Norman gives his second talk on Zen Women Ancestors on Iron Grindstone Liu (and a brief talk on his new car).This series is based on Record of the Hidden Lamp: One Hundred Koans of Awakened Women, edited by Florence Caplow and Susan Moon (forthcoming from Wisdom Publications, 2013
Iron Grindstone Liu's Feast – Talk 2 Zen's Women Ancestors
By Zoketsu Norman Fischer | September 5, 2012
Excerpted by Barbara Byrum
Iron Grindstone Liu's Feast, China, 9th c.
Iron Grindstone Liu went to Master Guishan Lingyou.
Guishan said, "Old cow, so you've come?"
The Iron Grinder said, "Tomorrow on Mount Wutai there's a big gathering and feast-are you going, teacher?" Guishan lay down, and sprawled out. The Iron Grinder immediately left.
There is only one detail in the story that is important to know – a historical and geographical fact. Mount Wutai was six hundred miles or more from where Guishan was living. This fact makes the story make sense.
Guishan is the teacher that I always quote whenever somebody asks me, "Does Zen believe in reincarnation?" I always tell the story of Guishan, who told his disciples, "When I'm gone, I will be reborn as a water buffalo on the side of the hill. And you will know it's me, because on the side of the water buffalo will be emblazoned the characters Gui Shan. So if you look at the water buffalo and say it is Guishan, you will be wrong. But if you look at the water buffalo and say that it is not Guishan, you will also be wrong. What is it?"
… So, when Guishan says, "So, old cow," he probably is referring to this water buffalo. It is a common animal and obviously an animal close to Guishan's heart. So when he says, "So, old cow," it sounds so pejorative to us, but I don't think it is so pejorative. He's saying, "So, old water buffalo, old Buddha, old dear one, old me – myself." So it is really an endearing thing that he saying to her when he says, "Old Cow."
… The place where the feast is celebrated, the actual Mount Wutai, is not six hundred miles away, even if in the geographical and conventional world it is six hundred miles away. In the actual world, Mount Wutai is here. It is in your body, right now as you breathe. Even if you were physically at the feast on Mount Wutai, you would still be here in the same place that you are here now, in your body, as you breathe.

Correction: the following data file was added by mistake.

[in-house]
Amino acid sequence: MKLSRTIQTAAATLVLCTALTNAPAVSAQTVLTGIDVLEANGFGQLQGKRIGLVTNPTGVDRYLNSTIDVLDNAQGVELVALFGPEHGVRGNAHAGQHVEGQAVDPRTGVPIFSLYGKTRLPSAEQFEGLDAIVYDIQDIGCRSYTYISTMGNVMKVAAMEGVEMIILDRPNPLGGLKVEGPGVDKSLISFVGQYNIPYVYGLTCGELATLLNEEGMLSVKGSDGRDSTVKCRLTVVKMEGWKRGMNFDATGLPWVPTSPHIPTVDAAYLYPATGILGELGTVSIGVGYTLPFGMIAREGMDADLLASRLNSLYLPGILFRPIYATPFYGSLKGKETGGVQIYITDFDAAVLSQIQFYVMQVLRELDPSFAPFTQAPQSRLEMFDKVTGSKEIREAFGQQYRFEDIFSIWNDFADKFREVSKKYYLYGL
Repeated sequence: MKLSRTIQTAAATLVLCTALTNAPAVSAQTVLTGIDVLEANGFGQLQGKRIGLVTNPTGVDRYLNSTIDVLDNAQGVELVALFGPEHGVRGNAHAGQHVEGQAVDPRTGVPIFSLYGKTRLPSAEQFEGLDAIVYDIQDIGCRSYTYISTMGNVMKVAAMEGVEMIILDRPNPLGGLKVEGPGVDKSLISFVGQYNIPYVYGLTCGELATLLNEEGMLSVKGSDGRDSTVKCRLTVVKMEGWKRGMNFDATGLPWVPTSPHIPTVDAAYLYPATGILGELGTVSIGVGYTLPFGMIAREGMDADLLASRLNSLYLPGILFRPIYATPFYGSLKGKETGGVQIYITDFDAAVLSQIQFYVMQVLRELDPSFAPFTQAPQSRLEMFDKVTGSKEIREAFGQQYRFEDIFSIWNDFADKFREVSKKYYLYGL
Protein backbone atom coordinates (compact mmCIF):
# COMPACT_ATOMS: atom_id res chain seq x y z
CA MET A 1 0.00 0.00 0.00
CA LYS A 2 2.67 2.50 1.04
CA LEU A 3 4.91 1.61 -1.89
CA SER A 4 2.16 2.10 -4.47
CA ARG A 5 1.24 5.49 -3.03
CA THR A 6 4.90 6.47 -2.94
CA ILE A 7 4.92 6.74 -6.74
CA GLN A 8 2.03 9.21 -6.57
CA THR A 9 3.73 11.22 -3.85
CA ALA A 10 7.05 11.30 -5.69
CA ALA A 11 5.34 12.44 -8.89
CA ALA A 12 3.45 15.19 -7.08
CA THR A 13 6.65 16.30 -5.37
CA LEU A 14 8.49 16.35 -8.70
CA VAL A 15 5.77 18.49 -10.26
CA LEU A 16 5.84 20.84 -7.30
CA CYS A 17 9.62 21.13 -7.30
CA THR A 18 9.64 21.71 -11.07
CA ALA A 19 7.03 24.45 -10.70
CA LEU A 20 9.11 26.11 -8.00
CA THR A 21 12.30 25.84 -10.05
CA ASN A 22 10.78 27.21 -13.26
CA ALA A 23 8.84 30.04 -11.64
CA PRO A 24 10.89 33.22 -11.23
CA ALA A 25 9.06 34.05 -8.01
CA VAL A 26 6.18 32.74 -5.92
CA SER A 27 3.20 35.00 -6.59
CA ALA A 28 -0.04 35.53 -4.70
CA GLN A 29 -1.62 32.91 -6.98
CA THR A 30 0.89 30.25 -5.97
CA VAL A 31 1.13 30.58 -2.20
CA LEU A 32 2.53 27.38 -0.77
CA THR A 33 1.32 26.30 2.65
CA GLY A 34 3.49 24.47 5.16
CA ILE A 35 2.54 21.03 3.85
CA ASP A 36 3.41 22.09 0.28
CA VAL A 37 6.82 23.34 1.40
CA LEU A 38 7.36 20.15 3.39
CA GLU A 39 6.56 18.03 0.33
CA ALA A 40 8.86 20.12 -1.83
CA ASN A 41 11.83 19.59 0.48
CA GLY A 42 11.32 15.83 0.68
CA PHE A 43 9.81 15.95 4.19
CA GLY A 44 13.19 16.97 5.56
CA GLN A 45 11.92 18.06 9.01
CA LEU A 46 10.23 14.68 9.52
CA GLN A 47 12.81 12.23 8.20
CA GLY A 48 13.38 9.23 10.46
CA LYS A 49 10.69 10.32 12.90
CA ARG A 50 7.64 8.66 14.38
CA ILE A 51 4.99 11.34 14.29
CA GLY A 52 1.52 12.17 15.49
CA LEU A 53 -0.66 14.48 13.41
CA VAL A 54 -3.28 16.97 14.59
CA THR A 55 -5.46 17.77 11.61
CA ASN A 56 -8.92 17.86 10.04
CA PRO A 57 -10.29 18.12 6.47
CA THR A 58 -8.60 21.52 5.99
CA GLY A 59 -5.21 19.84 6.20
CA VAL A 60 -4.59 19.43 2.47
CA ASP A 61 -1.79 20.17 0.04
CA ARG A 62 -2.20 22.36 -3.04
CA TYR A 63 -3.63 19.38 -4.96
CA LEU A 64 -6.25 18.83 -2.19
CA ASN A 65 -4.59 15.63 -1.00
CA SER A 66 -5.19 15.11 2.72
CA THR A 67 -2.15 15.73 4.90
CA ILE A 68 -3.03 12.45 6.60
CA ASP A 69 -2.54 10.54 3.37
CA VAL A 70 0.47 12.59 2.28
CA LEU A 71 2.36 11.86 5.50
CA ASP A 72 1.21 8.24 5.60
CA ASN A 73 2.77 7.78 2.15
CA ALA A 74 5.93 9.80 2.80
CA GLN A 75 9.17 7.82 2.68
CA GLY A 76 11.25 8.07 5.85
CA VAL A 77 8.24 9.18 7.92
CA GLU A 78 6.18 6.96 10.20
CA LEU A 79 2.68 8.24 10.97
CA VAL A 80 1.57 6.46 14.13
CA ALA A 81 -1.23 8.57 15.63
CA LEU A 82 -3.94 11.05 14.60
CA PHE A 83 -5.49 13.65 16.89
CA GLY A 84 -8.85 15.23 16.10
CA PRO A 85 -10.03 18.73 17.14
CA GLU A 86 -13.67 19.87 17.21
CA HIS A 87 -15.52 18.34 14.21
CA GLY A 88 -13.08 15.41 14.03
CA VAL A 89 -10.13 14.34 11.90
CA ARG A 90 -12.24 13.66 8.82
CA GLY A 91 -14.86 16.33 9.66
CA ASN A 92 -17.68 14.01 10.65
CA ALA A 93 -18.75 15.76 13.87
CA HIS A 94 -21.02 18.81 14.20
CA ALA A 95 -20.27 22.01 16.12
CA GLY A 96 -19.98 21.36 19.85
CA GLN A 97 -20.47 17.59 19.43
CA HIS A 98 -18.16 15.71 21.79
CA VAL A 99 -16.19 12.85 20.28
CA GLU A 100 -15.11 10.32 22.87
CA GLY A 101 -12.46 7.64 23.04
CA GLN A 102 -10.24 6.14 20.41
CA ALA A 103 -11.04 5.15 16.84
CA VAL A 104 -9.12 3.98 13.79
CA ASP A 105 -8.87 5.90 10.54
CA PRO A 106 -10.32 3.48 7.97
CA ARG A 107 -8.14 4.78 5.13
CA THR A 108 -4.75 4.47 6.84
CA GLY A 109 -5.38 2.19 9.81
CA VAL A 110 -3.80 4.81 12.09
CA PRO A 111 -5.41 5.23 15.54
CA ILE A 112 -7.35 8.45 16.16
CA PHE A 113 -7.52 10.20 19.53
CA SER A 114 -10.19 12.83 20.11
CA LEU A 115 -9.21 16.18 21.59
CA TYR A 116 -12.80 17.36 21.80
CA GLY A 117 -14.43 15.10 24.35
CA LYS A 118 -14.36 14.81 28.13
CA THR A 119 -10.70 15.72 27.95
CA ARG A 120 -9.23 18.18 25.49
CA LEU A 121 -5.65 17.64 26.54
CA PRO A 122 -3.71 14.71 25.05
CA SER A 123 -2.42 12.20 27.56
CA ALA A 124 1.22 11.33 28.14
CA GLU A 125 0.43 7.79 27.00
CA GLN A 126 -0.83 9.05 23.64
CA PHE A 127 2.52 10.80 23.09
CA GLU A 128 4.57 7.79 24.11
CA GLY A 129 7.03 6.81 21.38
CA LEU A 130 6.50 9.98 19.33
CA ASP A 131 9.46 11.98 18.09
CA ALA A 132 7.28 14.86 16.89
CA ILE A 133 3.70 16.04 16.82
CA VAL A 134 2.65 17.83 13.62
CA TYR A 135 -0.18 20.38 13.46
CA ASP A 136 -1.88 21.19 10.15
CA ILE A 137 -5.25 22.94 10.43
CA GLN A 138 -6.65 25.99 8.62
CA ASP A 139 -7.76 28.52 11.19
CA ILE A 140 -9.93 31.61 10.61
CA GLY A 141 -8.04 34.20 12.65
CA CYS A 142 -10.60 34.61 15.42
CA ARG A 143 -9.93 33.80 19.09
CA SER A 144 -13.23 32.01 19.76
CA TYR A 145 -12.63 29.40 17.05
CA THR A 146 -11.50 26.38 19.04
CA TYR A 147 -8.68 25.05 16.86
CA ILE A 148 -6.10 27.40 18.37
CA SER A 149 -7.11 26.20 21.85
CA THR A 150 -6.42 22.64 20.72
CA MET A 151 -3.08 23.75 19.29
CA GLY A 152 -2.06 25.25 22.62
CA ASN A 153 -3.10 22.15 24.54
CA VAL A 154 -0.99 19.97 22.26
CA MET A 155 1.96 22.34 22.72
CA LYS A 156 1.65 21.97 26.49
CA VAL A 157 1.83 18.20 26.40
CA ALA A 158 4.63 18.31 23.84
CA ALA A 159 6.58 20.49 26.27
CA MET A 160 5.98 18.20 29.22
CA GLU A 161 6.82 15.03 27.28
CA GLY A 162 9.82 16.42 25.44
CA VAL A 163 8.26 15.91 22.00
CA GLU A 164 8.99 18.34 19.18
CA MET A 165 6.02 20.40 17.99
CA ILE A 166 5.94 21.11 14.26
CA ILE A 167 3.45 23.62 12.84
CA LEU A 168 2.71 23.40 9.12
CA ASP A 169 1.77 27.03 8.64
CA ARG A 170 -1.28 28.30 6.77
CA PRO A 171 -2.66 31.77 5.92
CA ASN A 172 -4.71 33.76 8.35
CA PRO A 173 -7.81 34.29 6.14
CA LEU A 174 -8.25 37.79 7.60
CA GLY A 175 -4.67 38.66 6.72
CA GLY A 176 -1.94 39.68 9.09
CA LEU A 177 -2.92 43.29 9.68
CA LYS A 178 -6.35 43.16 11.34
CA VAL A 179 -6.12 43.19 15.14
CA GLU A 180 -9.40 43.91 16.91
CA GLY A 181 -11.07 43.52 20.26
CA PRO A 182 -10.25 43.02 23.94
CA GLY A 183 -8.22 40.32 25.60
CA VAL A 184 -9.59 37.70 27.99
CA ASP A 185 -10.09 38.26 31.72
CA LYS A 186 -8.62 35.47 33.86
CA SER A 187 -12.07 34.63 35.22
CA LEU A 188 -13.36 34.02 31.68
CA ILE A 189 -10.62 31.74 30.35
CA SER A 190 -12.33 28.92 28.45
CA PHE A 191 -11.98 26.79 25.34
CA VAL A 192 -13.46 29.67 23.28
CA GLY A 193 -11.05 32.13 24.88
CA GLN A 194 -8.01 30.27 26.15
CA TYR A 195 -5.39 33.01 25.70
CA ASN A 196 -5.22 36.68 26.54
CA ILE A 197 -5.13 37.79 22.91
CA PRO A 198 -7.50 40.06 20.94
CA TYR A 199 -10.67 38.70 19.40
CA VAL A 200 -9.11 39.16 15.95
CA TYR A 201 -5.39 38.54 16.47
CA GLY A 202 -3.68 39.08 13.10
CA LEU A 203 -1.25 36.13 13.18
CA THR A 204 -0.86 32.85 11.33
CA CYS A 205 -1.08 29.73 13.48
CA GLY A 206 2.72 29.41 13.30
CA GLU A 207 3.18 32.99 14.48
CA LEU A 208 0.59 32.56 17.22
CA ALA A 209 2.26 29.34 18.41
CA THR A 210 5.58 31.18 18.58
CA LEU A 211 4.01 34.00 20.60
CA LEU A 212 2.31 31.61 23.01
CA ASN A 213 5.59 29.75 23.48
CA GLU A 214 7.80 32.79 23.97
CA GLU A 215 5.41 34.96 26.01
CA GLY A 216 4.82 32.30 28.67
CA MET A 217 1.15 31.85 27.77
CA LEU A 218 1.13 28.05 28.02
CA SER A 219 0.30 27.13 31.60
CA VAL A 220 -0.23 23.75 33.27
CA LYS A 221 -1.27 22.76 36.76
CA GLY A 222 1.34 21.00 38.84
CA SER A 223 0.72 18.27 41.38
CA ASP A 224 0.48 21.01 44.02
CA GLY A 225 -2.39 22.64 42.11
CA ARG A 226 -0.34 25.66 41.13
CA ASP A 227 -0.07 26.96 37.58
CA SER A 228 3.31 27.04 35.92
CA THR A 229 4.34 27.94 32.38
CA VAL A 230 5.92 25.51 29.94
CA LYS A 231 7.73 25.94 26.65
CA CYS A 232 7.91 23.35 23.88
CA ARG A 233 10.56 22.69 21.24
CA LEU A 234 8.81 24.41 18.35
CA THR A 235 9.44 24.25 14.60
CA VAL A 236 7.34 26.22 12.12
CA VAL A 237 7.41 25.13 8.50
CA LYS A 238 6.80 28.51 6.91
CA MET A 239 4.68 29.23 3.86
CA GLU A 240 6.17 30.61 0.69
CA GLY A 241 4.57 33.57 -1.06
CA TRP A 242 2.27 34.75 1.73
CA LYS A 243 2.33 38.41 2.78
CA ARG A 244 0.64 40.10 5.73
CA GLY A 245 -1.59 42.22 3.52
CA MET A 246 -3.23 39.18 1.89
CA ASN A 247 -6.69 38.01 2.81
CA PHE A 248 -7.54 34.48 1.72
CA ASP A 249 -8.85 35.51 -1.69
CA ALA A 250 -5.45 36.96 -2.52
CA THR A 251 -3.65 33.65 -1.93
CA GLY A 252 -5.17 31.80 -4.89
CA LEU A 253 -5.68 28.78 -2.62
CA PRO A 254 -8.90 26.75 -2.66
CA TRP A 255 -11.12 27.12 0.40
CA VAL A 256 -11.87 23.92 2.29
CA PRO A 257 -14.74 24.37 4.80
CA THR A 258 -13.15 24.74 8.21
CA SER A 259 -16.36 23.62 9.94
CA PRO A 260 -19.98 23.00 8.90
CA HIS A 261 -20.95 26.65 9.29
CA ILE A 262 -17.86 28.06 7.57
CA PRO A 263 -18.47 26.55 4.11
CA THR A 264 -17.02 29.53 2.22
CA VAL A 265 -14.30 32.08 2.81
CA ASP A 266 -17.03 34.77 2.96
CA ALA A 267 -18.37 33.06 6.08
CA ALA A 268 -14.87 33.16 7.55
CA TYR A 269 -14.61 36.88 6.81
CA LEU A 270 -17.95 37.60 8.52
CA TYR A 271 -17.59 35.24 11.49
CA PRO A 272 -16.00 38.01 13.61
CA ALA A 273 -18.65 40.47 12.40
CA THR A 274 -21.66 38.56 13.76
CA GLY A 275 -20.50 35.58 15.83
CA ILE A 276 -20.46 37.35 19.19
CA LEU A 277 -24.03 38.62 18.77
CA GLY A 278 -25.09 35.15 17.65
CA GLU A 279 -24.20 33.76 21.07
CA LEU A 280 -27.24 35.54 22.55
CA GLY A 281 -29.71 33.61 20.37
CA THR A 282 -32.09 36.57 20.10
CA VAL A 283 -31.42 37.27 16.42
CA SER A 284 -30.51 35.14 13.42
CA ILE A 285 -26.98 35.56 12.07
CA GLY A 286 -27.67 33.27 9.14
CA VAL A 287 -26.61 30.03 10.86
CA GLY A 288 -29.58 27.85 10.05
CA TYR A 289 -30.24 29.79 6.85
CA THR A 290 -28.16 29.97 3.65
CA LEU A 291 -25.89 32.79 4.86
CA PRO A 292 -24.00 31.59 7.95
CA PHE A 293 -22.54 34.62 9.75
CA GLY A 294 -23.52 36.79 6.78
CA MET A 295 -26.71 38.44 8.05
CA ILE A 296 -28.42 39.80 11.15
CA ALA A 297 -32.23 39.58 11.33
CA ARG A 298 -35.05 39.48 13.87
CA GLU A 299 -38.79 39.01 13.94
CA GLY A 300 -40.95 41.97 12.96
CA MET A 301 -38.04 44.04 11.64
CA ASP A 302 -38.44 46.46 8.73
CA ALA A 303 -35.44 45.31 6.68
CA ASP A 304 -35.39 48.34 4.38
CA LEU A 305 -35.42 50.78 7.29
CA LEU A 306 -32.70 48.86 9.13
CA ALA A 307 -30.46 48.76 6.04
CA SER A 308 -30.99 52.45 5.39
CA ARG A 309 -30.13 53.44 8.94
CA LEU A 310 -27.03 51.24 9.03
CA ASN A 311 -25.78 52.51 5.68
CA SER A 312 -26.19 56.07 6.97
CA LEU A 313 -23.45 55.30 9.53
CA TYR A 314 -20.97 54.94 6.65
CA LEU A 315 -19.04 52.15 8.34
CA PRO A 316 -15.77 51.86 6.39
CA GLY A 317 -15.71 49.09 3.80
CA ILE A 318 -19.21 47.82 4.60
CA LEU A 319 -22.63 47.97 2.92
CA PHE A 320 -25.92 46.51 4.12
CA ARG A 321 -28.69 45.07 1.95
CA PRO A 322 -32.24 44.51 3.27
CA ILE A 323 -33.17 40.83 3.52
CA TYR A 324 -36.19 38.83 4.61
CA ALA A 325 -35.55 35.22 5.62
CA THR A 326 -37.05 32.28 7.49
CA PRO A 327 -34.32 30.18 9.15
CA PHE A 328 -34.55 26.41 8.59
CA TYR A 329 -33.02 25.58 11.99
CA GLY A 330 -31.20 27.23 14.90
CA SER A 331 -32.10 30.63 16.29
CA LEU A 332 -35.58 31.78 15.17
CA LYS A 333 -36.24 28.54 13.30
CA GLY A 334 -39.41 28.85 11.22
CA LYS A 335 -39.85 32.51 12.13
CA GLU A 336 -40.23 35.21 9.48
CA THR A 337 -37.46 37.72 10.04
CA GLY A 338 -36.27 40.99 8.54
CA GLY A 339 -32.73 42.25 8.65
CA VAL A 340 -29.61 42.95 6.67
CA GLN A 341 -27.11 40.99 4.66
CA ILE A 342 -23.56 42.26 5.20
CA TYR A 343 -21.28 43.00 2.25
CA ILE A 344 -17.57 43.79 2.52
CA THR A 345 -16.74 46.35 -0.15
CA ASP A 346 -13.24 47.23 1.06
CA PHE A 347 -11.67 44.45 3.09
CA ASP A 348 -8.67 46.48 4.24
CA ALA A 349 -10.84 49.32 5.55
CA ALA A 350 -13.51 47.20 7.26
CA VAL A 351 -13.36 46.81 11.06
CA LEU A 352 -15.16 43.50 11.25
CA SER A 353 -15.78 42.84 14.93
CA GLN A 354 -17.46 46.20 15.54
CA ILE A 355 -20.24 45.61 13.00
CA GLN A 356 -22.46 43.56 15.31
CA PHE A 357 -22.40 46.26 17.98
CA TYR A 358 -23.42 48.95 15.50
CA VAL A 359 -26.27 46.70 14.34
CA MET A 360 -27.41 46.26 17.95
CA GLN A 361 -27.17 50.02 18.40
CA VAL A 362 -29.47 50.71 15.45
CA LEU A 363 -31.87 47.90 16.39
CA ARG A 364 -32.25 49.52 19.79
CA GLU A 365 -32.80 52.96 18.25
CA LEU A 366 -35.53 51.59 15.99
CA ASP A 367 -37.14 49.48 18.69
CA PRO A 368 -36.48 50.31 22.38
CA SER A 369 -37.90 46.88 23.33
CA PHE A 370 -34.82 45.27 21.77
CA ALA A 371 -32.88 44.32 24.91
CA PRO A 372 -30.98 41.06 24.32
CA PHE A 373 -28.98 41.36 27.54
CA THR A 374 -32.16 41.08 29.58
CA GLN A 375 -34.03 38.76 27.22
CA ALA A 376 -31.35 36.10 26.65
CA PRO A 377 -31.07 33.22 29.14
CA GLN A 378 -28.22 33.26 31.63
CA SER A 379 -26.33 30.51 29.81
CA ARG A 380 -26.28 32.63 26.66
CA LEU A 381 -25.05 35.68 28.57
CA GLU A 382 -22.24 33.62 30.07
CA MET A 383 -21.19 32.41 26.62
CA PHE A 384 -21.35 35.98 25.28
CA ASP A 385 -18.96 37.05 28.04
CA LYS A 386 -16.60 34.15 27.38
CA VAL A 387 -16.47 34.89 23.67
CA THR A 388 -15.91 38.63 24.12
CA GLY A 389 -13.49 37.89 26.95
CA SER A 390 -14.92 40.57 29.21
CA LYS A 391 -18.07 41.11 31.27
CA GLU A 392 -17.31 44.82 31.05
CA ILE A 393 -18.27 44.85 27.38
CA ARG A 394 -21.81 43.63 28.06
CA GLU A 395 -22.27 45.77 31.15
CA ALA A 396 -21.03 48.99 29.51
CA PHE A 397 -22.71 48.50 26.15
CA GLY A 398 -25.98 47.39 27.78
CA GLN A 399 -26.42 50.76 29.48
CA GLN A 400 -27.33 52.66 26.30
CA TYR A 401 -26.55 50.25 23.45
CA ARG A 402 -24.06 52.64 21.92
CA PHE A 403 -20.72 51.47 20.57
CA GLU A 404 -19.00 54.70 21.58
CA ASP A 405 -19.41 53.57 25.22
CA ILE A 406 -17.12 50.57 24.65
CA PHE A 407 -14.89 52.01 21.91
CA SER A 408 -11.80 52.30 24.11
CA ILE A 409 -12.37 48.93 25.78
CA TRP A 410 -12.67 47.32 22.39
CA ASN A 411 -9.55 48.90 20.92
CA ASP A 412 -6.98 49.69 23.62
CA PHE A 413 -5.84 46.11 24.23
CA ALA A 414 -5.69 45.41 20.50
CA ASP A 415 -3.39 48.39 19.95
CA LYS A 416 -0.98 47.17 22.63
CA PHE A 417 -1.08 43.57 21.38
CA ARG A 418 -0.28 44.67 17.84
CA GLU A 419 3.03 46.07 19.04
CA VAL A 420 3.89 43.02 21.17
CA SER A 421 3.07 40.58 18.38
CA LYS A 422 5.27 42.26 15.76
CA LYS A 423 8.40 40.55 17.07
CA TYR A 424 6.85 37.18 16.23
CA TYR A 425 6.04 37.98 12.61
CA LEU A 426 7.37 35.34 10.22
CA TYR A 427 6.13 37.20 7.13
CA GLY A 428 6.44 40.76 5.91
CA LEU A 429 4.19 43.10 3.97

I have experienced this all the time. Wherever I am, I am always in the same place. Everything is complete, and every problem is solved – or not. Right now, here, where you are, where you have always been, where you always will be. In a past, present, and future that is constantly being recalibrated and that defies all your concepts and desires in its absolute perfection.
Think of all the suffering that we endure in a lifetime, wanting things to be other than what they are. Isn't that what makes us suffer? Whether outside you or inside you. "I want to be different," or "I want it to be different." That's my suffering. Right? Think of the times that
you have been so convinced that some external situation, or some internal situation, was horrible and completely unacceptable. You wanted so desperately to go to Mount Wutai, but there was no way you could get there. You were full of regret and anguish, and there was absolutely nothing you could do about it.
But Guishan knows better. He stretches out for a nap. Mount Wutai is right there. The Grindstone packs up and goes home. Mount Wutai is in her every step.
Best of all, occupying their separate conditions and their separate spheres of activity, Guishan and the Grindstone are completely and utterly in union with one another.
There's no record, but they probably never saw each other again. But whether or not they did, it makes no difference. They can't help but always see one another. Just like in the dharma relations that we have together, we are always seeing each other.
When we have confidence in this, then nothing whatsoever is missing. Even our anguish and our suffering is complete as it is.